• I can't believe you agreed to that! Underestimating our influence over others’ unethical behavior. Presented to Academy of Management. Philadelphia, PA. 2014.
  • The “Asking Tax”: Different expectations for requested versus volunteered favors and concessions. Presented to Academy of Management. Philadelphia, PA. 2014.
  • Under- and over-estimating our influence over others at work (chaired symposium). Presented to Academy of Management. Philadelphia, PA. 2014.
  • Guilt by design: Structuring organizations to promote guilt as an affective reaction to failure. Presented to Academy of Management. Boston, MA. 2012.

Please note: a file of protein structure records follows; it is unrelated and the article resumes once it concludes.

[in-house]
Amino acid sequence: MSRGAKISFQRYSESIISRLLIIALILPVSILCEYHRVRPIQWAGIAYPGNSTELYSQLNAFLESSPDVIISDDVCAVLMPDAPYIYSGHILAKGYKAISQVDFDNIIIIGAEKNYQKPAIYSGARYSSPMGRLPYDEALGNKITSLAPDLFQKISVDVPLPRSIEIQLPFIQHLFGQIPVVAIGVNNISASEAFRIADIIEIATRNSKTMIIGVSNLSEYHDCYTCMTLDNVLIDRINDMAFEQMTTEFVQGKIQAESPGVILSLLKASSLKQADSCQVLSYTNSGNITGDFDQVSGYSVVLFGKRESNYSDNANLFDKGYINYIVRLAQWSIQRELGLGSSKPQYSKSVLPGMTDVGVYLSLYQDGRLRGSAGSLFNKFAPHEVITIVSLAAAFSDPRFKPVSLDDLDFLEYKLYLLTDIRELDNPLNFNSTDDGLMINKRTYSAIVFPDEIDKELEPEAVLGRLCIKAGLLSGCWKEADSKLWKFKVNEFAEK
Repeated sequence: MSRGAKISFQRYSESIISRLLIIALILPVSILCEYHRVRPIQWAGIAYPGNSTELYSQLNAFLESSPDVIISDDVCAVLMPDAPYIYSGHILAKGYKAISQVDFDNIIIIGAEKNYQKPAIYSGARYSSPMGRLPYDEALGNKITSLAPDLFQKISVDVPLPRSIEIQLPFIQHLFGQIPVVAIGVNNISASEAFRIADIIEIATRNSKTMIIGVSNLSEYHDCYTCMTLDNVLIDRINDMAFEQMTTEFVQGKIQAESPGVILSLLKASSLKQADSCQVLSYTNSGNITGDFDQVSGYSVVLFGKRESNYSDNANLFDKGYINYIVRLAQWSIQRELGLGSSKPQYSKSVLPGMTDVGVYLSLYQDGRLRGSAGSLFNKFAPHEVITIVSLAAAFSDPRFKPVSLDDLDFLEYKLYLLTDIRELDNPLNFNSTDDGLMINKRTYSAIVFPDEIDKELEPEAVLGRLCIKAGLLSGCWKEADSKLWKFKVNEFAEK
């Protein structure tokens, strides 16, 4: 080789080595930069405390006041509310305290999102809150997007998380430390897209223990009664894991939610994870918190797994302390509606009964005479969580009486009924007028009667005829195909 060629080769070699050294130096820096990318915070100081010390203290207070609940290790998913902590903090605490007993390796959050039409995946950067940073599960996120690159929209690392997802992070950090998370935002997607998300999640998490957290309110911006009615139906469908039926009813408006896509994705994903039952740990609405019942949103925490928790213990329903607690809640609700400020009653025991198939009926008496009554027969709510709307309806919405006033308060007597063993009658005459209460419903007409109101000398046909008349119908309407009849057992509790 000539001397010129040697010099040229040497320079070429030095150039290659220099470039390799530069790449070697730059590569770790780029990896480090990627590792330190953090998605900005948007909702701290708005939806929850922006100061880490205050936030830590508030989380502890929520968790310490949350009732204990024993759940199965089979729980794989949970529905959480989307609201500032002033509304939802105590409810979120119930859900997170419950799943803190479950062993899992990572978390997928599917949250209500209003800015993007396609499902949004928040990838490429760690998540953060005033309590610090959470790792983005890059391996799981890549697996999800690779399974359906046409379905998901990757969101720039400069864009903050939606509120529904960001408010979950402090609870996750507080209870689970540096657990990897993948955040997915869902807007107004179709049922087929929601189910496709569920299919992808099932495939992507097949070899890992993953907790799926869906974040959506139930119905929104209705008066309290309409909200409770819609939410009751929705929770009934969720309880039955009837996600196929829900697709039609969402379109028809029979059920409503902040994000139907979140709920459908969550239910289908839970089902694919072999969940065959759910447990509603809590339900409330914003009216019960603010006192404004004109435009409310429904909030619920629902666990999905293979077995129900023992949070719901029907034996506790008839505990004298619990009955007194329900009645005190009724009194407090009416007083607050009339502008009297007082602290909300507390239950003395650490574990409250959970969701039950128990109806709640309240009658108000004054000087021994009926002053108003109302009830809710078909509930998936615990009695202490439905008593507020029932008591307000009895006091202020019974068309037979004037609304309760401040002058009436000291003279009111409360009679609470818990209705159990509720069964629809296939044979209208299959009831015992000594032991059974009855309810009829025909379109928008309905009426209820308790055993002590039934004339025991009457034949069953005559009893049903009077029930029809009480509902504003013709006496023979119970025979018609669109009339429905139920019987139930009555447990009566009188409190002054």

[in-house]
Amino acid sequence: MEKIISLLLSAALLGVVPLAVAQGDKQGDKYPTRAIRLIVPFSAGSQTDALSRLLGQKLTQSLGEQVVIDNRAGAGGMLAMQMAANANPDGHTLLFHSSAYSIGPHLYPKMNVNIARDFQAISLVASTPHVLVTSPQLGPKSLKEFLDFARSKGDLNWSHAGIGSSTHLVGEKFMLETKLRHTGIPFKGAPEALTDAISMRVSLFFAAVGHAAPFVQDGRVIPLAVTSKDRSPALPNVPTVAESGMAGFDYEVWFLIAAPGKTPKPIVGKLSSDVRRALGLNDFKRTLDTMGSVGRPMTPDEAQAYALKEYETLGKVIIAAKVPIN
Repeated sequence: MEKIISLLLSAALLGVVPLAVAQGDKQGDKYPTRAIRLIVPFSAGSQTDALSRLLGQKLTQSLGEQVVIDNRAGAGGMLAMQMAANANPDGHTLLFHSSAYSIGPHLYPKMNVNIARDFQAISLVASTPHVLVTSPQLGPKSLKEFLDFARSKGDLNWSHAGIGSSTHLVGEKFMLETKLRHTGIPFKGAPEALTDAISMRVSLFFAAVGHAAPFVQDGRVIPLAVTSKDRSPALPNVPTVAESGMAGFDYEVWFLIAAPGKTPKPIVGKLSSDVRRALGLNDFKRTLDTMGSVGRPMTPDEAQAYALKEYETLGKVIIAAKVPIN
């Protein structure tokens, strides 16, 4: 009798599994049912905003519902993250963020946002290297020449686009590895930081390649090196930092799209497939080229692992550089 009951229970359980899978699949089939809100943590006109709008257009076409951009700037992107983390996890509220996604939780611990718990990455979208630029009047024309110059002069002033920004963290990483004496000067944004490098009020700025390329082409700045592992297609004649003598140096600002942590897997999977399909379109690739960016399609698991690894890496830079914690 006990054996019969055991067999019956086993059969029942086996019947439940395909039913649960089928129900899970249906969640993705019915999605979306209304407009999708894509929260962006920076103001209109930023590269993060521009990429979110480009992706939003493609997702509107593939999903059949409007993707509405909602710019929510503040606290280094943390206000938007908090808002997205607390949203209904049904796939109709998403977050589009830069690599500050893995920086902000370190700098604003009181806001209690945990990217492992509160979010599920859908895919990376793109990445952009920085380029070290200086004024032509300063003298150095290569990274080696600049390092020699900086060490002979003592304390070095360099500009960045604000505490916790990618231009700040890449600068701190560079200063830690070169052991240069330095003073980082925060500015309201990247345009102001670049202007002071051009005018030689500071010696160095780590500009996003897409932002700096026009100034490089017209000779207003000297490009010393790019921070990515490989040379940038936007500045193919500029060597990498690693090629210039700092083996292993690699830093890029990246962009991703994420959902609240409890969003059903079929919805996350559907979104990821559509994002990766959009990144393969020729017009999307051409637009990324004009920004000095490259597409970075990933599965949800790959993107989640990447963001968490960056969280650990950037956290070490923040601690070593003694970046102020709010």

• Embodied power and complementarity in interpersonal interactions. Presented to Society for Personality and Social Psychology. San Diego, CA. 2012.

Honors and Awards

  • Elected Fellow (2019), Society for Personality and Social Psychology.
  • Provost Research Innovation Award in Social Sciences (2018), Cornell University.
  • Nominee, McIntyre Award for Exemplary Undergraduate Teaching (2016, 2017, 2018, 2019), Cornell University, ILR School .
  • Elected Fellow (2013), Society of Experimental Social Psychology.